Government-run Healthcare Would Backfire, Making 'Public Option' the Only One

Former DNC chair's government-run insurance program is sure to backfire. Just ask his wife the doctor.

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Former Democratic National Committee Chairman Howard Dean has recently inserted himself into the debate on health reform, creating a website and collecting signatures on a petition calling for a "public option" as part of any health reform bill. The action is unsurprising from an individual who previously called President Obama's healthcare reform plan "perfect" and stated that "it's ridiculous to say care would be inferior" in the government-run plan. But even as Governor Dean attempts to attract support for government-run healthcare, it's worth pointing out that the facts—not to mention his own personal experience—don't mesh with his rhetoric.

As Vermont's governor, Dean aggressively pursued expansions of government-run health insurance—and bragged that doing so "was very cheap to do." Unfortunately for beneficiaries on state-run Medicaid and children's health insurance, that "cheap" coverage often came at a very steep price. Low reimbursement rates mean that few doctors actually participate in the government-run plan, so patients can't see their personal physician—and may not be able to see any physician when they need one.

In Vermont, one of those physicians whom Medicaid beneficiaries couldn't visit was Judith Steinberg—Howard Dean's wife. In 1998, low reimbursement rates—coupled with the impact of additional regulations her husband signed into law—prompted Dr. Steinberg to end participation in the state's largest Medicaid-managed care program. As a result, the residents of Shelburne in Vermont's largest Medicaid plan lost access to the only primary care provider in town who would accept their insurance.

I don't fault Dr. Steinberg for her decision—it may well have been the only rational business decision for her to make. But for Governor Dean to claim that a government-run plan won't be "inferior" is to ignore his wife's experience, and that of the many beneficiaries who lost access to their physician due to Medicaid bureaucracy and poor coverage. My fear is that creating a government-run health insurance plan wouldn't guarantee quality care by physicians—in fact, it will not guarantee care at all.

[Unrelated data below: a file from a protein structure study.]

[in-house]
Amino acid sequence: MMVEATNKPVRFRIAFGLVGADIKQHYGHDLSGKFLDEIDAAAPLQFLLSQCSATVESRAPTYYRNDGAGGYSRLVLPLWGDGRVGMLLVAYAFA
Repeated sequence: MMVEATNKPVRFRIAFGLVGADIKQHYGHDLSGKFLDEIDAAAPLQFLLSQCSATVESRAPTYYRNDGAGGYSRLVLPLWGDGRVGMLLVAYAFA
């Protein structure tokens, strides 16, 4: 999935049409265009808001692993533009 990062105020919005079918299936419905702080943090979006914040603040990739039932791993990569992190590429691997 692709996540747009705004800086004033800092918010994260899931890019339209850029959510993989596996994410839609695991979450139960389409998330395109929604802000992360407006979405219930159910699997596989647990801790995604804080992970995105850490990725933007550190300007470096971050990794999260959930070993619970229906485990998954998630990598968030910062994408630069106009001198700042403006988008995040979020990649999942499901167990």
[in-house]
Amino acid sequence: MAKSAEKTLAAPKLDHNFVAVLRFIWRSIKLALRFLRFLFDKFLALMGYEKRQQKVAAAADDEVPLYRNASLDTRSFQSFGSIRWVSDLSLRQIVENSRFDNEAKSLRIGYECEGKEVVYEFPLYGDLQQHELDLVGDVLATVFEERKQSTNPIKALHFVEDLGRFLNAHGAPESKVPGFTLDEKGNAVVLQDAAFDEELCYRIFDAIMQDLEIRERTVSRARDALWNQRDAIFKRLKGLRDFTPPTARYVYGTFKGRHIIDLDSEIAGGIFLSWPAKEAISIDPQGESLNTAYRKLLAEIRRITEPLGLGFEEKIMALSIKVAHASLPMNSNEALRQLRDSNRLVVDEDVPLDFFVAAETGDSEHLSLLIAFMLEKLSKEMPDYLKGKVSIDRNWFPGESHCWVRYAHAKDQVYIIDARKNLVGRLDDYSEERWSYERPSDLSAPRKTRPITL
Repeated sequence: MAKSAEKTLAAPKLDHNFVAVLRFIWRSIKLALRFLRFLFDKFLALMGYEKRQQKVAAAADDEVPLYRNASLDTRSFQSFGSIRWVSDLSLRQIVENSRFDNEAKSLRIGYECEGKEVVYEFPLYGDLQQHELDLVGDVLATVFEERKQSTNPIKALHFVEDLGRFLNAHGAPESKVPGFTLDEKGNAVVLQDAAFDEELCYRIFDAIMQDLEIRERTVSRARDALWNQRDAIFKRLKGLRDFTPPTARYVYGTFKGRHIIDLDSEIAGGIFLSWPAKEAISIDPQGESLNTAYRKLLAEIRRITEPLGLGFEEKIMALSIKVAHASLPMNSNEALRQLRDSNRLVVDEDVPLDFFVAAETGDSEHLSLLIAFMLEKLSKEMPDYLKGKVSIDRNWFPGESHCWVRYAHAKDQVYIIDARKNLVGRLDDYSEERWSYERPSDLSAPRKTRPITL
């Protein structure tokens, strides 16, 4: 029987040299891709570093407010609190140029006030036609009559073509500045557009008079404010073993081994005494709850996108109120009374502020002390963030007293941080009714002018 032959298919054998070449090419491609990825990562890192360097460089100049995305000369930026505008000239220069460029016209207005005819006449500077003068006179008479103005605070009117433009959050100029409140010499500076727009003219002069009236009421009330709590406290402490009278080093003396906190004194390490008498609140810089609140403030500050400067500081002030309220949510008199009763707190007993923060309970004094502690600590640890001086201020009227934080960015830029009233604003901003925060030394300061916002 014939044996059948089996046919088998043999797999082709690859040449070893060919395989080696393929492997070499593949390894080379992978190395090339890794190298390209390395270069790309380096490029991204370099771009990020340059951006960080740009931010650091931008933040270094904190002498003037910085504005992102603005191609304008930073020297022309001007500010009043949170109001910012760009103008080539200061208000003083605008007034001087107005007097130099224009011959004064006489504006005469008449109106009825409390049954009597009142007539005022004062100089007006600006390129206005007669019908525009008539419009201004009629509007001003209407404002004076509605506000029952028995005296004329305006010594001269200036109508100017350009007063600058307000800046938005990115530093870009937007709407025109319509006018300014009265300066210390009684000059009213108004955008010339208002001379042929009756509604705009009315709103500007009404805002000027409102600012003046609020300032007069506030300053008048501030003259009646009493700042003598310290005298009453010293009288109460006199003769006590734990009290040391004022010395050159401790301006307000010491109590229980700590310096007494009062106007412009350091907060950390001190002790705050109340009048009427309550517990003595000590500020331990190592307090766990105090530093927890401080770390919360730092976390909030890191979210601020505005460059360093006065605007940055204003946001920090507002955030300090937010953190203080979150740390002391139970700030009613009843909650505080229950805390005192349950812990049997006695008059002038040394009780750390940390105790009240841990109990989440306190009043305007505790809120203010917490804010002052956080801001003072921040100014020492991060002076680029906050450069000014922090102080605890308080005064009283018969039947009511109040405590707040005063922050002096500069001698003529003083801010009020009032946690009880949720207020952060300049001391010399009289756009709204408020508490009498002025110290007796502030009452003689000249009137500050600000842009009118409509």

The quality of care in a government-run health plan may seem irrelevant to those individuals who are happy with the coverage they currently have—after all, President Obama promised during his campaign that, "If you like the plan you have, you can keep it." But most individuals don't really have their own health coverage—they get it from their employers. And if the coverage provided in the government-run plan is cheaper than what employers are paying now, logic suggests that employers will drop their current plans and place their workers in the government plan.

Estimates from independent actuaries at the Lewin Group suggest that well over half of all Americans currently with employer-sponsored health coverage—nearly 120 million individuals—would lose their current coverage due to the creation of a government-run health plan. And the change in coverage would not be a "choice"—according to Lewin studies, employers would drop their plan options, dumping employees into the government-run health plan to save money.

So the end result of the "perfect" plan supported by Governor Dean would be most people losing the coverage they have, while ending up on a government-run plan that dominates the healthcare marketplace. Physicians would be forced to accept the government's low reimbursement rates—but my experience, to say nothing of Dr. Steinberg's, strongly suggests that many will not. Some baby boomer doctors may view a move to government-run health insurance as a reason for them to take early retirement. Some physicians may refuse all insurance entirely, relying solely on a "cash-and-carry" approach to treating patients. Other physicians may be forced to lay off staff to compensate for a sharp drop-off in income. And other would-be physicians may decide not to practice at all—forsaking medical school for other careers that could be more rewarding and less bureaucratic than government-dictated medicine.



U.S. Congressman Phil Gingrey, M.D. represents Georgia's 11th Congressional District and is cochairman of the GOP Doctors Caucus.